George Galloway was another of Hitchens’s victims. His debate with Galloway about the Iraq war at Baruch University, New York in 2005 was a classic heavyweight contest in which no stone was left unthrown. Unlike Mother Teresa, Galloway answered back. In an interview broadcast after Hitchens’s death, Galloway gloated that now Hitchens knows that God is indeed great. It should have been absolutely possible to both oppose the Iraq war and to say that George Galloway is an egomaniacal charlatan with a serious addiction to French-kissing the buttocks of any sordid little tyrant who’ll let him. Yet I can only think of one person on the entire British left who consistently said that it was so: Peter Tatchell, the legendary gay rights campaigner who also very actively opposed the Iraq war. The vast majority have been not at all keen to examine the phenomenon that is Ungorgeous George, and resented Hitchens for his attacks on their hero.
Yes, most will admit, Galloway is flawed, but he’s on the right side. The thing is, though, he’s not. He presents a programme on the Iranian regime’s propaganda station Press TV, opposes a woman’s right to choose, and openly supported the Iranian police and militia when they shot dead a young Iranian woman, Neda Agha-Soltan, during their crackdown on protests against the rigged presidential election in 2009. In 2010 Galloway described Bashar Assad’s Syria as “the last castle of Arab dignity”. It depends what one’s definition of dignity is, of course. Ireland’s recent discussion about abortion has been bad, but it could have been worse. As well as having to suffer Breda O’Brien and Caroline Simons, just imagine what it would have been like if Mother Teresa was still alive and George Galloway lived in Galway. For such small mercies are we truly grateful. Seymour doesn’t choose to discuss Hitchens’s great debate with Galloway. No doubt it didn’t suit his grand anti-hegemonic political scheme.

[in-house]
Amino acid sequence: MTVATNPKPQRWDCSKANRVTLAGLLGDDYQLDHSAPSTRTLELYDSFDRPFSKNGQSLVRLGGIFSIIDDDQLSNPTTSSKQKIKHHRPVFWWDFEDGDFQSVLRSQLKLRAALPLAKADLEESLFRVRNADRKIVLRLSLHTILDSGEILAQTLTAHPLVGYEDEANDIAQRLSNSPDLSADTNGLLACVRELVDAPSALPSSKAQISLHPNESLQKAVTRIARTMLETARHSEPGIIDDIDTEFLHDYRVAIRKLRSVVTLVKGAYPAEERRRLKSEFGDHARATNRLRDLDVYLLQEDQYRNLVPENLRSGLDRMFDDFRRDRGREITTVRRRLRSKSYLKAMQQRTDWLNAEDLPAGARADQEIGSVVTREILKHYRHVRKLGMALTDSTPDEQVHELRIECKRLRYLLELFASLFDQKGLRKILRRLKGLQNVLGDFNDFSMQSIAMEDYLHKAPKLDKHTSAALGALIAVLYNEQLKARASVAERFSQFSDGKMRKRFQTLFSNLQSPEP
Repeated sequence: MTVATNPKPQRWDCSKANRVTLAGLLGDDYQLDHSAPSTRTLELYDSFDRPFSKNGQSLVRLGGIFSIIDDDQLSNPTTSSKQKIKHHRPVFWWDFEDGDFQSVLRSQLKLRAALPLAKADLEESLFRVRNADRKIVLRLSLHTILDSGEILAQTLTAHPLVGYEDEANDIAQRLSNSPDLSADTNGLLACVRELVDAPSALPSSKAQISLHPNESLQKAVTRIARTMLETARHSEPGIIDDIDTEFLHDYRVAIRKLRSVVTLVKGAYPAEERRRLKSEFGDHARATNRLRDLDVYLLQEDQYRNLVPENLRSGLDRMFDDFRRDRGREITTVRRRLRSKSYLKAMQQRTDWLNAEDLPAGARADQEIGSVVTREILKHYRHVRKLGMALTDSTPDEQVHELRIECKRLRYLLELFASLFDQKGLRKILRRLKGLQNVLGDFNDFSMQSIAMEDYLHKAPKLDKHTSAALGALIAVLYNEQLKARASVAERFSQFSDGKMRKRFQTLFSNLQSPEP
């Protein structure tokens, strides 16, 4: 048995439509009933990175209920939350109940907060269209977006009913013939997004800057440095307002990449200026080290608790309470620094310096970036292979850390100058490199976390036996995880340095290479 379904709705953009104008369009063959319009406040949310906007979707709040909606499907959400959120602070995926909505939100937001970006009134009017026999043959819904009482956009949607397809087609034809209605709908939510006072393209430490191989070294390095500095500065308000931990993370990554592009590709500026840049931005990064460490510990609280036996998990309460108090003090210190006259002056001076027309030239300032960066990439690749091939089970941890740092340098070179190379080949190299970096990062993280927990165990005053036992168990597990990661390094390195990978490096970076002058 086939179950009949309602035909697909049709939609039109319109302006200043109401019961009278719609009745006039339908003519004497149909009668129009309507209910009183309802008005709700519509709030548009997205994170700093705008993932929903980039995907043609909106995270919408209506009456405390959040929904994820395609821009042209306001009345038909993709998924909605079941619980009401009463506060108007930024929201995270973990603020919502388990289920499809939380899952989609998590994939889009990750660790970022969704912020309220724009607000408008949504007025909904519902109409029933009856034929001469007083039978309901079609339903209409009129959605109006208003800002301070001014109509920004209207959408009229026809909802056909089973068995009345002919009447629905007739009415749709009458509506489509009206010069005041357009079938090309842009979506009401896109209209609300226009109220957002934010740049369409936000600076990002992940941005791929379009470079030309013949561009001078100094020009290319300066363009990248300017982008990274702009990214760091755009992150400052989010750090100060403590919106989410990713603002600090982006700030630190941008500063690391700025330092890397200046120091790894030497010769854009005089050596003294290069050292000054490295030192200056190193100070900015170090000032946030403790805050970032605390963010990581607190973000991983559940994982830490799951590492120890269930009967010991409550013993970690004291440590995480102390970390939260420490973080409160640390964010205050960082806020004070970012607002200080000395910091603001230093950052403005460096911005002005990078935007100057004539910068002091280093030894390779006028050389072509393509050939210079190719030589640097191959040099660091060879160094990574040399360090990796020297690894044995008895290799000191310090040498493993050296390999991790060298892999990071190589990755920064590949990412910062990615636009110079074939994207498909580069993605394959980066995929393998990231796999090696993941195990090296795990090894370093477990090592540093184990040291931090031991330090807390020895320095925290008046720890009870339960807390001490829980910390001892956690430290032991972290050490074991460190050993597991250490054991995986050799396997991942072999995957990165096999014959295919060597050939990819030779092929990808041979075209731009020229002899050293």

Unhitched is well written, if a little verbose in places. Indeed, Seymour’s writing style calls to mind that of Hitchens himself. To read this book is to look at Christopher Hitchens through the looking glass: one cannot help wonder where on the political spectrum its relatively youthful author will end up? So Seymour is a good writer and possesses no small amount of courage. He has that in common with his subject. But to paraphrase 1970s crooner Dean Friedman, he’s not as smart as he’d like to think he is. Certainly, he convicts Hitchens of not having a coherent political alternative to those on the left whom he savaged. But Hitchens was never a writer of manifestos: he was a smasher of sacred statues, statues which for the most part absolutely deserved the smashing he gave them. And his words will live after him.
For example, the Catholic hierarchy has implied that politicians who vote for the government’s X Case legislation may face excommunication. It reminded me of one point Hitchens made in one of his many debates about religion:
Like many Nazi leaders, Josef Goebbels started off as a practising Catholic and was the only one to be excommunicated—not because of his Nazi crimes but because he married a woman who was not only a Protestant but divorced. So, we do have standards, then!
Wouldn’t it be delicious to see some whispery-voiced cleric reminded of this fact during the Irish abortion debate? A good boy like Fintan O’Toole would never even think of saying such a thing. Michael D Higgins might say it in private, at a fundraising dinner party at which known Trotskyists were present. Hitchens, on the other hand, would say that and worse to the whole listening world. And for that, if nothing else, we must love him.